Beach Reading offers us total departure. Likewise, our creative work needs an occasional venture off the beaten path. If you’ve been whittling your writing brain to a nub, maybe it’s time to get larky. Cue the ukuleles and raise your daiquiri: to Beach Writing!
The Winter of My Discontent
My need for Beach Writing began after a prolonged period of two bad behaviors: first, my obsession with Novel 1; second, the mean-spiritedness of Mother Nature. While the rest of the U.S. was suffering a long, aggressive winter, in northeastern Wisconsin, where I live, the winter seemed even longer and even more aggressive. In February, our snowblower gave up. By March 1, we’d burned through all our firewood. After our 40-degree Mother’s Day, we still step tentatively over greening grass.
Meanwhile, my mind was consumed with Novel 1, also set in Wisconsin, in 1871—a hard time to live no matter the season. It’s also hard to write about, since I know nothing about life in 1871. For example, when I write a scene in which a character makes a pastry, I can lose an entire day to identifying the available ingredients (Could a there be a lemon in Door County in 1871? How did you even get a lemon in 1871? What would substitute for lemon? Maybe the character makes pancakes instead?). While this work is pleasurable, it slows output to a grind.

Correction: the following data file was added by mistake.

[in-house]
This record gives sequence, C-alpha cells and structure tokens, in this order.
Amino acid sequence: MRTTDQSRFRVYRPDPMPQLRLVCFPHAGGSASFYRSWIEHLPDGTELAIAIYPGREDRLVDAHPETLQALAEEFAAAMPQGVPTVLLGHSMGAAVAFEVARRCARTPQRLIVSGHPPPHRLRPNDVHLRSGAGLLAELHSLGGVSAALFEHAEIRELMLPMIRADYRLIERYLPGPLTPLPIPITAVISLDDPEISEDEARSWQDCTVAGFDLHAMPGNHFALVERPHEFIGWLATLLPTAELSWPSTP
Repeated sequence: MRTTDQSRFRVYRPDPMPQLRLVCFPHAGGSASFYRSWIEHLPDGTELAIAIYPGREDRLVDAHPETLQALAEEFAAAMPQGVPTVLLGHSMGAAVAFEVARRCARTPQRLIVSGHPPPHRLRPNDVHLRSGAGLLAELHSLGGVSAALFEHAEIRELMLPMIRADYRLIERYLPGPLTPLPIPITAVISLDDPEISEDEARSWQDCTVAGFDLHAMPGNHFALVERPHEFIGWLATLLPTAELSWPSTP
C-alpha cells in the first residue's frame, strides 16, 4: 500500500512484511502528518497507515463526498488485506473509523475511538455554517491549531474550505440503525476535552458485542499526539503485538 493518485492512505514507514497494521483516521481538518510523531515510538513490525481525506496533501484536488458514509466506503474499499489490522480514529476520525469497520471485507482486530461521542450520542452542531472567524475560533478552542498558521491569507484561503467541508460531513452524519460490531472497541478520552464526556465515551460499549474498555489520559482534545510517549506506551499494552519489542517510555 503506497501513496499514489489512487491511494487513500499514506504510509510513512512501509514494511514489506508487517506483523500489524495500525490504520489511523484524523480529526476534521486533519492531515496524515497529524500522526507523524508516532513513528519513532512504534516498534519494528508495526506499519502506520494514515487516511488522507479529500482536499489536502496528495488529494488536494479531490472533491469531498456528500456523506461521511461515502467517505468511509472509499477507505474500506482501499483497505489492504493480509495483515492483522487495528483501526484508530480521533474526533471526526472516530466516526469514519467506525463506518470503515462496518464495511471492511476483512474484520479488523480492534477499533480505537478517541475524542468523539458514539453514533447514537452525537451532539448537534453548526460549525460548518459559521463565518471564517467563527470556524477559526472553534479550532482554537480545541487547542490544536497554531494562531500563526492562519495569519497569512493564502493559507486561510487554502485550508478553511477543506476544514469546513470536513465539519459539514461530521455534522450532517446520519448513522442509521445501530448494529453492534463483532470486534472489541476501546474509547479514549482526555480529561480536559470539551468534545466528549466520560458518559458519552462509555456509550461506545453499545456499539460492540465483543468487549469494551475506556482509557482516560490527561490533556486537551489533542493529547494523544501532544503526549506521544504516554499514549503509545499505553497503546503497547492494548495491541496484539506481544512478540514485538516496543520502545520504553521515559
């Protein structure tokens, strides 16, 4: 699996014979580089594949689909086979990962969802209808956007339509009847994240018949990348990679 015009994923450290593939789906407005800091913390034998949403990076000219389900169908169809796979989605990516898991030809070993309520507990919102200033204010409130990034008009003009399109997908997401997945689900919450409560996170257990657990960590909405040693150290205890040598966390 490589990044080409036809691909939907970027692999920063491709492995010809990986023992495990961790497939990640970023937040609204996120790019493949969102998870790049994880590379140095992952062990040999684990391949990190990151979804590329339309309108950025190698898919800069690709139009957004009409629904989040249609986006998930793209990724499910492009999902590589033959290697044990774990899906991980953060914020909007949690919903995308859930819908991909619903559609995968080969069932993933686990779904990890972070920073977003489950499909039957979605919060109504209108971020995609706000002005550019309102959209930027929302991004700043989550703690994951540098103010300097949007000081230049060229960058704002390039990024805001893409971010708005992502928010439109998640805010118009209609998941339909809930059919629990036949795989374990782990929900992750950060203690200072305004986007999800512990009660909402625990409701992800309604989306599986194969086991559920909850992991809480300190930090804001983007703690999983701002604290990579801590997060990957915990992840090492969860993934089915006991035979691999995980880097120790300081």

Also, because it’s based on a real, tragic event, a fire, Novel 1’s trajectory is deathward. I’m inventing characters—interesting people, many culled from census records— who are going to die. There’s really no way around it.
So, to review: Outside my window, blowing snow. On my desk, a Masters thesis on charred crockery. In my head, a constant starting-stopping of big idea! then incremental output, followed by manic research, followed by, maybe, 500 words in a day— all monastically recorded in a windowless library room as I ate carrot sticks and rice cakes.
Yes, even my snacks were virtuous.